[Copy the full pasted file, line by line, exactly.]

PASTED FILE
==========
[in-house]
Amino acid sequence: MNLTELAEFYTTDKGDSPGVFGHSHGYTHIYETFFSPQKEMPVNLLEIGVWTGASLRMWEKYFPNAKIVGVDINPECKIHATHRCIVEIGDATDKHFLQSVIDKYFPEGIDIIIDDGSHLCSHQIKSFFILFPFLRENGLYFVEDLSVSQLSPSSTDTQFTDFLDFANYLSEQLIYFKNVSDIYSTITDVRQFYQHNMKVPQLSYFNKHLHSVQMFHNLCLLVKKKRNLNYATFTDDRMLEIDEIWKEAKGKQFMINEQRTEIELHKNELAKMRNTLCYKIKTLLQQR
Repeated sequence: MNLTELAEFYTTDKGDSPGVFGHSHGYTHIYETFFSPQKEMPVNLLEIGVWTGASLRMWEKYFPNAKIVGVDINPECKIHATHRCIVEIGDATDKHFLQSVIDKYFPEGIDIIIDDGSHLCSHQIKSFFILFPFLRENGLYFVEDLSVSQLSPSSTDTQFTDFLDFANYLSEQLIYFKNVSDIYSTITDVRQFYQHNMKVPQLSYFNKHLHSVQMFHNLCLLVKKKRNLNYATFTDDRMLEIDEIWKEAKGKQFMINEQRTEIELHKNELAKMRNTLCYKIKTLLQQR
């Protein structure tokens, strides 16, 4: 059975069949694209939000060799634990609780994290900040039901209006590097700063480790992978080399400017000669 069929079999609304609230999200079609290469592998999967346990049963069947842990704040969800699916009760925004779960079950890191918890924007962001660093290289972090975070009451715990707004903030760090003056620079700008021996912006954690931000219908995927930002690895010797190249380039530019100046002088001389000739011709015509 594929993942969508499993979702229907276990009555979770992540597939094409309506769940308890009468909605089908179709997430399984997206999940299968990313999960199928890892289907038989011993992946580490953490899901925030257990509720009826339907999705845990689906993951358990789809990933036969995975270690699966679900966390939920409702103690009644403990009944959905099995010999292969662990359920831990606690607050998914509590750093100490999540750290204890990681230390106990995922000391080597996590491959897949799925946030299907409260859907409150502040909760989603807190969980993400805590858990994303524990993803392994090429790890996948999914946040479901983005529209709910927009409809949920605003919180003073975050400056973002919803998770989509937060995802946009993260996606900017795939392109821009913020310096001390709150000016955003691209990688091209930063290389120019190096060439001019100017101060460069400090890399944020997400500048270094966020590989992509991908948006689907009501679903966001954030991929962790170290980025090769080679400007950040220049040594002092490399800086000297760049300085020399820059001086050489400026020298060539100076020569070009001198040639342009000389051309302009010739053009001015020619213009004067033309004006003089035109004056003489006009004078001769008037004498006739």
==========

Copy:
[in-house]
Amino acid sequence: MNLTELAEFYTTDKGDSPGVFGHSHGYTHIYETFFSPQKEMPVNLLEIGVWTGASLRMWEKYFPNAKIVGVDINPECKIHATHRCIVEIGDATDKHFLQSVIDKYFPEGIDIIIDDGSHLCSHQIKSFFILFPFLRENGLYFVEDLSVSQLSPSSTDTQFTDFLDFANYLSEQLIYFKNVSDIYSTITDVRQFYQHNMKVPQLSYFNKHLHSVQMFHNLCLLVKKKRNLNYATFTDDRMLEIDEIWKEAKGKQFMINEQRTEIELHKNELAKMRNTLCYKIKTLLQQR
Repeated sequence: MNLTELAEFYTTDKGDSPGVFGHSHGYTHIYETFFSPQKEMPVNLLEIGVWTGASLRMWEKYFPNAKIVGVDINPECKIHATHRCIVEIGDATDKHFLQSVIDKYFPEGIDIIIDDGSHLCSHQIKSFFILFPFLRENGLYFVEDLSVSQLSPSSTDTQFTDFLDFANYLSEQLIYFKNVSDIYSTITDVRQFYQHNMKVPQLSYFNKHLHSVQMFHNLCLLVKKKRNLNYATFTDDRMLEIDEIWKEAKGKQFMINEQRTEIELHKNELAKMRNTLCYKIKTLLQQR
């Protein structure tokens, strides 16, 4: 059975069949694209939000060799634990609780994290900040039901209006590097700063480790992978080399400017000669 069929079999609304609230999200079609290469592998999967346990049963069947842990704040969800699916009760925004779960079950890191918890924007962001660093290289972090975070009451715990707004903030760090003056620079700008021996912006954690931000219908995927930002690895010797190249380039530019100046002088001389000739011709015509 594929993942969508499993979702229907276990009555979770992540597939094409309506769940308890009468909605089908179709997430399984997206999940299968990313999960199928890892289907038989011993992946580490953490899901925030257990509720009826339907999705845990689906993951358990789809990933036969995975270690699966679900966390939920409702103690009644403990009944959905099995010999292969662990359920831990606690607050998914509590750093100490999540750290204890990681230390106990995922000391080597996590491959897949799925946030299907409260859907409150502040909760989603807190969980993400805590858990994303524990993803392994090429790890996948999914946040479901983005529209709910927009409809949920605003919180003073975050400056973002919803998770989509937060995802946009993260996606900017795939392109821009913020310096001390709150000016955003691209990688091209930063290389120019190096060439001019100017101060460069400090890399944020997400500048270094966020590989992509991908948006689907009501679903966001954030991929962790170290980025090769080679400007950040220049040594002092490399800086000297760049300085020399820059001086050489400026020298060539100076020569070009001198040639342009000389051309302009010739053009001015020619213009004067033309004006003089035109004056003489006009004078001769008037004498006739």